Iceland Economy

By | November 12, 2021


With a gross national income (GNI) of (2018) 52 103 US dollars per capita, Iceland is one of the northern European countries with very high material prosperity. The stability and growth-oriented market economy of Iceland was able to show success from the 1980s. Iceland was particularly hard hit by the global financial market crisis in 2008 and suffered a sharp decline in economic output.

The gross domestic product (GDP) fell by 8.5% in 2009 and the inflation rate, which was chronically high from 1970–90, reached double digits again in 2008/2009 after a sharp decline in the meantime. However, the stabilization program supported by the International Monetary Fund was successful. In 2010–18, gross domestic product rose steadily, and the inflation rate had fallen to 1.7% by 2016, when it rose again to 2.7% in 2018.

  • Iceland is a country starting with I. Check COUNTRYAAH to find other countries that also begin with letter I.

In contrast to the rest of the Nordic countries, the share of fisheries, fish processing and agriculture in the Icelandic economy is still relatively high. The government has long sought to diversify the economy and expand the industrial and service sectors.

The great distance of Iceland from the world markets, the limited absorption capacity of the domestic market and the lack of raw materials and semi-finished products inhibit the development of a diverse industry. The financial crisis hit the service industry hard. The collapse of the banking system (the insolvency of the three largest banks and their nationalization in the early 2000s) brought Iceland to the brink of national bankruptcy.

Foreign trade: The large import demand for industrial goods and consumer goods has resulted in the negative trade balance for many years. In 2010/2011 it was more or less equalized, but fell back into the red in the following years. In 2017, the value of goods exported was $ 4.9 billion and the value of imports was $ 7 billion. When it comes to exports, products from the fishing industry dominate (42%) ahead of aluminum (38%). In 2018 the five most important importing countries were Norway, China, Germany, the USA and the Netherlands; It was mainly exported to the Netherlands, Great Britain, Spain, the USA and France.


In agriculture, livestock farming predominates for climatic reasons. The most important products are sheep meat, skins and wool as well as milk, dairy products and beef. The number of sheep that graze freely in the interior during the summer and are herded together in a joint action in autumn has fallen from 828,000 in 1980 to 486,500 (2015).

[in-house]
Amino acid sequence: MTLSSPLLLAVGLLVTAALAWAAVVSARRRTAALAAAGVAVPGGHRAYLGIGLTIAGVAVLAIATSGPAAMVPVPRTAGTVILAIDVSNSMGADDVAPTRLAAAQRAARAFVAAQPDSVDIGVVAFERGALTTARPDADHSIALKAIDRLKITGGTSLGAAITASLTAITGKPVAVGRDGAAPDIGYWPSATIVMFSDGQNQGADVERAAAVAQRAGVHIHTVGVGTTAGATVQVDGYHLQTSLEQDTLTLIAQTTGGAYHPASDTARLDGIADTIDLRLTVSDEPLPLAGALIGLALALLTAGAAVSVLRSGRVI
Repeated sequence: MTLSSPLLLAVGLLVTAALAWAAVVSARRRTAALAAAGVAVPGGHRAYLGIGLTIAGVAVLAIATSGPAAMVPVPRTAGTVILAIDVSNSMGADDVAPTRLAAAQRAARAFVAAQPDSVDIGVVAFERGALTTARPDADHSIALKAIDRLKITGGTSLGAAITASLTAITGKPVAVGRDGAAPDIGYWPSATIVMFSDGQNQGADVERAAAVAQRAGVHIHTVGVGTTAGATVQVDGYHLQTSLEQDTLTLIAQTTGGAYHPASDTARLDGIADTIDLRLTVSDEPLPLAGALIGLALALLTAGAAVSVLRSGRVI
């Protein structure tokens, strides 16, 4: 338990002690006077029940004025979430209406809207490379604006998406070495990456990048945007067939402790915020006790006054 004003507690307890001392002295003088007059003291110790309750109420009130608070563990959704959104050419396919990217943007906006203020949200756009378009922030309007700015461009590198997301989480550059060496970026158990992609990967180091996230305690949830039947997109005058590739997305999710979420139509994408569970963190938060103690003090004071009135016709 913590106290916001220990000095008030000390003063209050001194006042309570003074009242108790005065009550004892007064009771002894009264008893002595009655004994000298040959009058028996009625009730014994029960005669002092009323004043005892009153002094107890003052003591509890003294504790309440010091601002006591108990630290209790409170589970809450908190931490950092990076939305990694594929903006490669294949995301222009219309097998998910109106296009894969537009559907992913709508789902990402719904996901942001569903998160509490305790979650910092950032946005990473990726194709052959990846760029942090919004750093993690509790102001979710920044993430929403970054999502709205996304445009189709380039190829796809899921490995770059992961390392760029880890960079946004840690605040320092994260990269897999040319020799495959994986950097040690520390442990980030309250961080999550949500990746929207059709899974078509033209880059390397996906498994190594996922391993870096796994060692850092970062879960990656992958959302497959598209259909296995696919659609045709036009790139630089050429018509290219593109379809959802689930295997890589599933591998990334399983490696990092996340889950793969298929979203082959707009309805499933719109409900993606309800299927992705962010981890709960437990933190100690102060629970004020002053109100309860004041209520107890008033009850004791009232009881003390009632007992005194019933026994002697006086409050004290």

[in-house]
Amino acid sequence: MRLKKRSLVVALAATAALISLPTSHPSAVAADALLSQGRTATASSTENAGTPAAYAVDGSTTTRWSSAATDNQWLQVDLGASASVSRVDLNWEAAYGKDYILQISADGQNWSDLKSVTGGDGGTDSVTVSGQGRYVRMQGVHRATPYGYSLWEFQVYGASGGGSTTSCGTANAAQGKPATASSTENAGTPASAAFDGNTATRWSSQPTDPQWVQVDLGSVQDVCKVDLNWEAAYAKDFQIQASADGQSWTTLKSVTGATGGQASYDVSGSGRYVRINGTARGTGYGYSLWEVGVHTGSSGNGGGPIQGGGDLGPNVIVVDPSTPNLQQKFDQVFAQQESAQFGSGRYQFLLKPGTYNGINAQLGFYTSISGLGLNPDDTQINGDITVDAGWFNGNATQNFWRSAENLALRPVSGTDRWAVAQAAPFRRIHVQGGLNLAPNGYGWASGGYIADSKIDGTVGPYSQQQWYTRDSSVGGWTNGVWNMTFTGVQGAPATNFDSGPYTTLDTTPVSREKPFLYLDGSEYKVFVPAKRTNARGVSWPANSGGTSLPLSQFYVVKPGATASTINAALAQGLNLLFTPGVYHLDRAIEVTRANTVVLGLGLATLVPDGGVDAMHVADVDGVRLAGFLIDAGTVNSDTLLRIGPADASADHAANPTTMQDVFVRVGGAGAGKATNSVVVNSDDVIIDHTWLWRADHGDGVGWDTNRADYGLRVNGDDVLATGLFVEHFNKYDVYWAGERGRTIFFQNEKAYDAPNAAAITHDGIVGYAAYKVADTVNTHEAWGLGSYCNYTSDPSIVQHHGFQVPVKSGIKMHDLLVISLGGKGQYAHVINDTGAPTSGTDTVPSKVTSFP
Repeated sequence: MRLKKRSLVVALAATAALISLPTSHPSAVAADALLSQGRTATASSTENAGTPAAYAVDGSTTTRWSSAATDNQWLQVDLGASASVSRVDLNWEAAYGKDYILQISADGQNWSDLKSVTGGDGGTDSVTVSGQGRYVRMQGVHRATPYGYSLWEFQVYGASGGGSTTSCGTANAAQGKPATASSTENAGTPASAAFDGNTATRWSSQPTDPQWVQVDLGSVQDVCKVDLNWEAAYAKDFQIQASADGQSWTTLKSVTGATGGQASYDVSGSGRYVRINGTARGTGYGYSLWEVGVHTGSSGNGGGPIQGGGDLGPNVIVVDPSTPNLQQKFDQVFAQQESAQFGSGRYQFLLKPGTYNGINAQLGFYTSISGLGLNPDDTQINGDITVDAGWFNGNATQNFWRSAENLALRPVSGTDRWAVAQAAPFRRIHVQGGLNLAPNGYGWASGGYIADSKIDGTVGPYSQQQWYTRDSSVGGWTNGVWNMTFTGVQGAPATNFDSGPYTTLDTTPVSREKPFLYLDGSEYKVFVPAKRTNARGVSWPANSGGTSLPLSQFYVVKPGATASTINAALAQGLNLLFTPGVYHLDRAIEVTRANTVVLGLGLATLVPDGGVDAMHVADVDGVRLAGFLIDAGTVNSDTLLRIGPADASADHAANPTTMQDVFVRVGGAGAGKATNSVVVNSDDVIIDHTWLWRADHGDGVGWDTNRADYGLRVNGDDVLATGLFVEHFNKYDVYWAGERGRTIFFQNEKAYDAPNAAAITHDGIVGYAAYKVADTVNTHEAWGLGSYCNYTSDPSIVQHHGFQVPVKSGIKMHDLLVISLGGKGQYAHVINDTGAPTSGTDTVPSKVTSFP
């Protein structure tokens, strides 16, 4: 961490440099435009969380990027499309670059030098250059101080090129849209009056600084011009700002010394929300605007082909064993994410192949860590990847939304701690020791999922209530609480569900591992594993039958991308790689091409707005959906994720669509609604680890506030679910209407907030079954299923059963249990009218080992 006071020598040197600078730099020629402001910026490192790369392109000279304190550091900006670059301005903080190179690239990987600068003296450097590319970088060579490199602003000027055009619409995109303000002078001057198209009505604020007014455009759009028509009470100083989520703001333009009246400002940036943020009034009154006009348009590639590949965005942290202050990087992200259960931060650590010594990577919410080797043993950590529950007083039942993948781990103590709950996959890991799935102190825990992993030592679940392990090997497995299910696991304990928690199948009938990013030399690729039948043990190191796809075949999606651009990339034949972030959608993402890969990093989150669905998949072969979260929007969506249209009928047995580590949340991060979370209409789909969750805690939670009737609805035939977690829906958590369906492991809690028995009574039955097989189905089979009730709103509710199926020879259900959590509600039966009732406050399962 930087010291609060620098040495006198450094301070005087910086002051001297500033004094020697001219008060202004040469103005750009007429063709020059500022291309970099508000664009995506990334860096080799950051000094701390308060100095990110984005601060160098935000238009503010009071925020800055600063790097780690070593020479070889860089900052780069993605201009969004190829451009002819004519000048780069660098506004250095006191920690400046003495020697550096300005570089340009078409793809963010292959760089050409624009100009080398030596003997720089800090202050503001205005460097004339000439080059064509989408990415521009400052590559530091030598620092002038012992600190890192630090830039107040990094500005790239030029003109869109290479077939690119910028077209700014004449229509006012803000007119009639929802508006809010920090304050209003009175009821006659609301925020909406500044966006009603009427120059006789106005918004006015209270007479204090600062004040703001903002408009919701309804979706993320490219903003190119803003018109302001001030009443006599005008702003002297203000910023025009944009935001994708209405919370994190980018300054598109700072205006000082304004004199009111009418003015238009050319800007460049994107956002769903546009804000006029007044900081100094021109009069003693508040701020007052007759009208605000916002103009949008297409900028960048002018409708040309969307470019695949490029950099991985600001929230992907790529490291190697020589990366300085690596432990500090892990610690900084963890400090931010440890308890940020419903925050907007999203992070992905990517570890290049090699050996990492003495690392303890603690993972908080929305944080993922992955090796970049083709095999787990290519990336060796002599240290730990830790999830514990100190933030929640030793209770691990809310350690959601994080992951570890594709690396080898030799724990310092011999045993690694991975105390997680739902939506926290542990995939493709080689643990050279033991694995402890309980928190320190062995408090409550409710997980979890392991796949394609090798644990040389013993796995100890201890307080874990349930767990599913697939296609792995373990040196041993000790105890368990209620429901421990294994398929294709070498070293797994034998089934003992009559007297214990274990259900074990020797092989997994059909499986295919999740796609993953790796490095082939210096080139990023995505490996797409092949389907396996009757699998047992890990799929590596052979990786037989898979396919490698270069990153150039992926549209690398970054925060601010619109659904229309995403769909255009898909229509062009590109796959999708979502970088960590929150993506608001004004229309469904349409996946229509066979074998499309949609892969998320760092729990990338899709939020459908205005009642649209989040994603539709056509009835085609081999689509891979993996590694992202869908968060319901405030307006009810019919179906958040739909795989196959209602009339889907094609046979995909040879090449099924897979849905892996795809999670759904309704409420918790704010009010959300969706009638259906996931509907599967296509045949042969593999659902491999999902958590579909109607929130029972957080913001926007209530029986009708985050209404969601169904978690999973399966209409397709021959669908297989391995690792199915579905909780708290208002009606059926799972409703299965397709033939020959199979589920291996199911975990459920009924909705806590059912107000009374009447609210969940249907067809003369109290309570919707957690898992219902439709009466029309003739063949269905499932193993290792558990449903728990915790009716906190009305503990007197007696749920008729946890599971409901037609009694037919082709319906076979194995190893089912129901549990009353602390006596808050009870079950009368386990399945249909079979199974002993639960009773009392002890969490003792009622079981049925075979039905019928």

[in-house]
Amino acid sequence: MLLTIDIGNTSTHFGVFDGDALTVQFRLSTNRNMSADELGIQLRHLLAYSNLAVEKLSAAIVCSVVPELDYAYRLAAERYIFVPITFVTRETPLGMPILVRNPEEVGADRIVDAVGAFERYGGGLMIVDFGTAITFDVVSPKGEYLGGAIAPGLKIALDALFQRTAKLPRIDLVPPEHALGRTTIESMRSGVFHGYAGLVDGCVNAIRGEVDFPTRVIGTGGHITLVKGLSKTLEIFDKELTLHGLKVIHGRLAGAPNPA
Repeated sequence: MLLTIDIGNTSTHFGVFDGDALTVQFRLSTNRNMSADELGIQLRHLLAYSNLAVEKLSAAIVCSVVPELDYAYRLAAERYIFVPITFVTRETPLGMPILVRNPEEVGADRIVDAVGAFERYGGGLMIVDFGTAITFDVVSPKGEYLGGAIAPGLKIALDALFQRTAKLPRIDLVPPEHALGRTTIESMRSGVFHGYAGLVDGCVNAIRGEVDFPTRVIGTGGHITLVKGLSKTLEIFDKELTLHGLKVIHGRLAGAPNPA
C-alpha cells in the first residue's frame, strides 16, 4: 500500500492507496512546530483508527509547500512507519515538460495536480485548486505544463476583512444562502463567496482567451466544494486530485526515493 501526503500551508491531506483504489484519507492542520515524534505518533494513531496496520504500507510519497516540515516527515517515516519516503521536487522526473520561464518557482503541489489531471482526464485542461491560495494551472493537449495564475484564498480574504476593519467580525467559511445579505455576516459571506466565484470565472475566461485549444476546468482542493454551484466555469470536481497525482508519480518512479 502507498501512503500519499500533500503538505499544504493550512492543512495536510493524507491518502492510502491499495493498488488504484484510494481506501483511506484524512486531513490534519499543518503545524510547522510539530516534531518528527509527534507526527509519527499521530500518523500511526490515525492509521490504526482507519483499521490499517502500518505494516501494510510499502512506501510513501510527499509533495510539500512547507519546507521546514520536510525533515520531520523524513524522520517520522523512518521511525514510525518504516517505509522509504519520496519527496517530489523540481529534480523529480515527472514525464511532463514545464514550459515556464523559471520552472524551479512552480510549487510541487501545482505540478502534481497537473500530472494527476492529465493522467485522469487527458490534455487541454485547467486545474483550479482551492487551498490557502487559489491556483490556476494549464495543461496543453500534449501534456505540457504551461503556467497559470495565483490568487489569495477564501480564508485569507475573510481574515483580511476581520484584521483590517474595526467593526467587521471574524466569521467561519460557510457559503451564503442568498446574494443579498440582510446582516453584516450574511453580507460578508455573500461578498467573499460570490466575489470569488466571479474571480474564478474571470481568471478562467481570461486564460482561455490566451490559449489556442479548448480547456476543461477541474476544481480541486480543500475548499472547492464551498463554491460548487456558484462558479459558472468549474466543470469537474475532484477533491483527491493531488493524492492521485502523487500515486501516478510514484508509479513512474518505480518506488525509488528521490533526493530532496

Sheep farming, traditionally one of Iceland’s main livelihoods, has caused significant environmental damage over the centuries. At the time of the conquest, 40% of Iceland was still covered with grassland, today it is only about 20%, at the same time the proportion of wasteland has increased from 18% to 58%. Iceland is independent in the meat, poultry and egg production as well as in the production of dairy products. Horse breeding is of great importance. The number of horses has increased by more than a third since 1980, although it has fallen slightly after a maximum of more than 77,000 (2010) to just under 65,000 (2017). Icelandic horses are a versatile and robust breed. They are exported for sporting purposes and for the autumn drive of the sheep.

Only 1.2% of the land area is arable land. The most important crops are potatoes, cereals, tomatoes and cucumbers. The geothermally heated greenhouses are of particular importance. near Hveragerði, east of the capital, where even strawberries and bananas are grown. They secure almost 70% of the country’s supply of fruit and vegetables.

Fisheries: As before, fishing and fish processing are important branches of the economy with (2017) just over 2% of the workforce and a share of GDP of (2017) 4.5%. By the end of the 1970s, fishery products (including clipfish and stockfish) represented up to 85% of all export goods; their share decreased to 38.5% in 2017. In 1975 the territorial waters were extended to 200 nautical miles to ensure the fishing grounds. In 2014 the total catch was 1.1 million tons. In value terms, by far the most important species of fish was 2017 cod and cod around 45% of the total catch.